"This is a grudge match," begins Judge Easterbrook's opinion in Redwood v. Dobson. The case concerns bad behavior by lawyers in depositions. It's an opinion with an undeniable entertainment value, though you have to keep in mind, as Easterbrook himself points out, that the behavior by the lawyers described in the case is "not as bad as the insult-riddled performance by Joe Jamail that incensed the Supreme Court of Delaware."
If you're keeping score, lawyers on both sides of the case behaved badly. By the end of the opinion, Easterbrook takes it upon himself to "censure" some of them and "admonish" another, the latter sanction being not so harsh as the former. Here's a recounting of some of the lawyers' wrongs--
- Asking harassing questions;
- Feigning an inability to remember;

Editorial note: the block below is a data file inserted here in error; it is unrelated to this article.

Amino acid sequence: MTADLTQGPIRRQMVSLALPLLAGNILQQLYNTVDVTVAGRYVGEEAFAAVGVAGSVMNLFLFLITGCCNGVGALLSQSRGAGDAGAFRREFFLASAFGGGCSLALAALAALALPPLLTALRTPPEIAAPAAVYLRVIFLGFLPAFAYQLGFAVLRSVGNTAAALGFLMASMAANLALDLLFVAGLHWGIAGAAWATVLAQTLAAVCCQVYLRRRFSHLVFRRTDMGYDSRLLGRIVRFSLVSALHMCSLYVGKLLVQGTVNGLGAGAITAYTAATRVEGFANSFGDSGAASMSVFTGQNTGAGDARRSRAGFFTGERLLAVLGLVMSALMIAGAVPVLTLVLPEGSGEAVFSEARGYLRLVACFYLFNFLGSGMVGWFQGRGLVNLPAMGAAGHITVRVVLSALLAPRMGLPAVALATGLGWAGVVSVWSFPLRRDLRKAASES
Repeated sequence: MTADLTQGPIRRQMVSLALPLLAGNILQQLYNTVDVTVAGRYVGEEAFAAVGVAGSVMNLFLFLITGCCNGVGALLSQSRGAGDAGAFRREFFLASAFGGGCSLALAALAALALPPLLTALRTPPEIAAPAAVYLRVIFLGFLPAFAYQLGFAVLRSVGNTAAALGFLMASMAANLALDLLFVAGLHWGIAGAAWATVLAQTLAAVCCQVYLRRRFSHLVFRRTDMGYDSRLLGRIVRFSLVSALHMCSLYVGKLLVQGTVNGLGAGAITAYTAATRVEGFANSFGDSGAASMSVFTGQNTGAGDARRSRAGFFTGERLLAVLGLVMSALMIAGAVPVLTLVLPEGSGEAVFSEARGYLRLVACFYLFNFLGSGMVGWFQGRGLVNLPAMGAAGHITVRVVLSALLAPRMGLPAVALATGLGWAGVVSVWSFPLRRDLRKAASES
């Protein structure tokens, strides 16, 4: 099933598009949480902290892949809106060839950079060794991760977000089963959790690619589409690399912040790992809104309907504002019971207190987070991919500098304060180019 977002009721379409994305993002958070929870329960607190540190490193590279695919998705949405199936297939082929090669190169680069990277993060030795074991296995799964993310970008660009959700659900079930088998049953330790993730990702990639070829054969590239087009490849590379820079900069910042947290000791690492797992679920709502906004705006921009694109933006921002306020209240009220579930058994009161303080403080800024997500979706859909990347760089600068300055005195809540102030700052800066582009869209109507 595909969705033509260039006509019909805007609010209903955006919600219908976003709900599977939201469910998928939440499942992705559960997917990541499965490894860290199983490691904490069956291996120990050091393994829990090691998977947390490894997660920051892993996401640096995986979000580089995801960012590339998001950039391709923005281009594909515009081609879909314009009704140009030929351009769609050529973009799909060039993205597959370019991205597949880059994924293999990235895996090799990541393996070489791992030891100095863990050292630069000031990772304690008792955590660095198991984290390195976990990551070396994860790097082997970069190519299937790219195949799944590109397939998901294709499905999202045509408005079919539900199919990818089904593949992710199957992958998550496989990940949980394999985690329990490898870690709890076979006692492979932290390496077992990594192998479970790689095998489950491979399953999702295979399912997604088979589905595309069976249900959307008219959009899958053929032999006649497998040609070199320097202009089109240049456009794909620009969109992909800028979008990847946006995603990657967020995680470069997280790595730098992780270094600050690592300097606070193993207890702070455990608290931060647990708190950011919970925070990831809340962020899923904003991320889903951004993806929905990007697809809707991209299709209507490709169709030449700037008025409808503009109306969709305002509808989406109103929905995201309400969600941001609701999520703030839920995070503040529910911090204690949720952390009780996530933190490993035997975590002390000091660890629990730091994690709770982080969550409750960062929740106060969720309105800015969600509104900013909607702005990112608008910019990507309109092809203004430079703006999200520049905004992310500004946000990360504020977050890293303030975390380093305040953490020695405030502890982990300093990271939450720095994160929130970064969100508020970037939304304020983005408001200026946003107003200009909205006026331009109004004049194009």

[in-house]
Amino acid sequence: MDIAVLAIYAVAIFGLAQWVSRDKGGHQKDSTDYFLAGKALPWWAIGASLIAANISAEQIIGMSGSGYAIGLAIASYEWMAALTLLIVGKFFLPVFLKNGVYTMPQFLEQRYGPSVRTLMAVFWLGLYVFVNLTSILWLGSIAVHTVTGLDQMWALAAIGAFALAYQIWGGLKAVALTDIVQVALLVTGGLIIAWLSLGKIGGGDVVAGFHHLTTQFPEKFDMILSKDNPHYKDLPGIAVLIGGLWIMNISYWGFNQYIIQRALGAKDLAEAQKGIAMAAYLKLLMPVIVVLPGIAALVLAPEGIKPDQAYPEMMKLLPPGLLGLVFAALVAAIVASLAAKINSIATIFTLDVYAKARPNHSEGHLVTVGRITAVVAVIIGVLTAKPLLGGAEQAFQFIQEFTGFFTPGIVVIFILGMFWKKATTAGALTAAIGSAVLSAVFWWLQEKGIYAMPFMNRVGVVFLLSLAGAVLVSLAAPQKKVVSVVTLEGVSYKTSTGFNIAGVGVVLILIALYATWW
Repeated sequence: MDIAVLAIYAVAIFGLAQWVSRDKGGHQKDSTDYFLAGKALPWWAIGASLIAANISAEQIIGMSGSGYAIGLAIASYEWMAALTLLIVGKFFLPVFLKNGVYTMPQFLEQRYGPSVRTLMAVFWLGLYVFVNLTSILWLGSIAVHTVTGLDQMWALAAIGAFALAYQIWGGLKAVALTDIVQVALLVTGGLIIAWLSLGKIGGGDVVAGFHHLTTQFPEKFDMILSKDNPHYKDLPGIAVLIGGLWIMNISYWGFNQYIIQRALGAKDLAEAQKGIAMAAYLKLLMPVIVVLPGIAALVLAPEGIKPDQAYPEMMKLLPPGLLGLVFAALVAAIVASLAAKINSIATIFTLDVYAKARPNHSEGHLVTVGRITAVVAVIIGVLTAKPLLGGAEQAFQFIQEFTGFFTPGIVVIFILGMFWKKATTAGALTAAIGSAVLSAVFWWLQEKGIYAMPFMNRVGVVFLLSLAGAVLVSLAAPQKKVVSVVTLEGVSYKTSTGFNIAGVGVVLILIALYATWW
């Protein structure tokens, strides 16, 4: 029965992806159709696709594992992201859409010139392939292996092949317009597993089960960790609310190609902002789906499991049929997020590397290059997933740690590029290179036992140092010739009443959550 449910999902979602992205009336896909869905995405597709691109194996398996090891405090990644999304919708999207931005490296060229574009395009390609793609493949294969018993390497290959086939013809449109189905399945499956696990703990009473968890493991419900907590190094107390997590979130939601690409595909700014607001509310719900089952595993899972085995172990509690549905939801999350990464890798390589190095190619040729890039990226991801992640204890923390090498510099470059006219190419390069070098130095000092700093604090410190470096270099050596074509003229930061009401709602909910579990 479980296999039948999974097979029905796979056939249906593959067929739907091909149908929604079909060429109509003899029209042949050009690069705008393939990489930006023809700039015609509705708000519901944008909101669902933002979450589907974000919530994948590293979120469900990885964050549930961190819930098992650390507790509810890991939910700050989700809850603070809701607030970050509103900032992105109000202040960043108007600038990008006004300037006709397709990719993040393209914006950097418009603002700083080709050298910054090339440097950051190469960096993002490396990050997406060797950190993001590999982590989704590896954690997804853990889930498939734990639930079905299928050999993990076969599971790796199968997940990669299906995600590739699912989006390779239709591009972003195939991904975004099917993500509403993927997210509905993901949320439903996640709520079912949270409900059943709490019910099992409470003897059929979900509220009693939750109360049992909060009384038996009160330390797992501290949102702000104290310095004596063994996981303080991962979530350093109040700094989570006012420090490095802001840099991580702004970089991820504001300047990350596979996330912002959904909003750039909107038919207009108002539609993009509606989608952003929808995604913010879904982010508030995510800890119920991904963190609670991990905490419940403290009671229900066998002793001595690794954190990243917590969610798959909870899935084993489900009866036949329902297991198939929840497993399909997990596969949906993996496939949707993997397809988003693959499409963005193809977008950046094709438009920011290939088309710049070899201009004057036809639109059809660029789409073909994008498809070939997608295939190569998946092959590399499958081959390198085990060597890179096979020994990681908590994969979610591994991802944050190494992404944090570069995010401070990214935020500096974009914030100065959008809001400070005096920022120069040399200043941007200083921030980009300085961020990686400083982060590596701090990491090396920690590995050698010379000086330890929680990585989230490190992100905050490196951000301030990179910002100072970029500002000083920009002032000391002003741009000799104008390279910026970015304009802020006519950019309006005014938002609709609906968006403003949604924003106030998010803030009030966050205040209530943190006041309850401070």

- Pretending not to understand ordinary words;
- Giving improper instructions not to respond.
Did I mention the deponent was a lawyer? If you decide to read the case for its practical tips, Easterbrook's opinion explains the few circumstances in which a deponent can be instructed not to answer a question under the federal rules. "A person may instruct a deponent not to answer only when necessary to preserve a privilege, to enforce a limitation directed by the court, or to present a motion under Rule 30(d)(4)." Note that being harassed isn't on the list. In that event, the defending lawyer must call off the deposition and apply for a protective order.
The deponent, meanwhile, may be entitled to "stalk out of the room," though that part of Easterbrook's opinion might merely be dicta.